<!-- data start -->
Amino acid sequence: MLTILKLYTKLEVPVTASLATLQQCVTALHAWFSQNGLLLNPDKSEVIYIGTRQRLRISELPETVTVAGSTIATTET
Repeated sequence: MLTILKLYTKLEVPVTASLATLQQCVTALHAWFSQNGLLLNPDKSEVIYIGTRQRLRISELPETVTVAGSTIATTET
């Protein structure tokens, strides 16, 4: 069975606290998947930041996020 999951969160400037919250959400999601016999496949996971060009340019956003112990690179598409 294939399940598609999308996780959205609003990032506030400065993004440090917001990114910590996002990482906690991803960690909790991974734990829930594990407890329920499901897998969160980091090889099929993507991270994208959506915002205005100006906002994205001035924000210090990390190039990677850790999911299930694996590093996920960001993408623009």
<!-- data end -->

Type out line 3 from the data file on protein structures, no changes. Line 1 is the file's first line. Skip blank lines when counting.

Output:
């Protein structure tokens, strides 16, 4: 069975606290998947930041996020 999951969160400037919250959400999601016999496949996971060009340019956003112990690179598409 294939399940598609999308996780959205609003990032506030400065993004440090917001990114910590996002990482906690991803960690909790991974734990829930594990407890329920499901897998969160980091090889099929993507991270994208959506915002205005100006906002994205001035924000210090990390190039990677850790999911299930694996590093996920960001993408623009």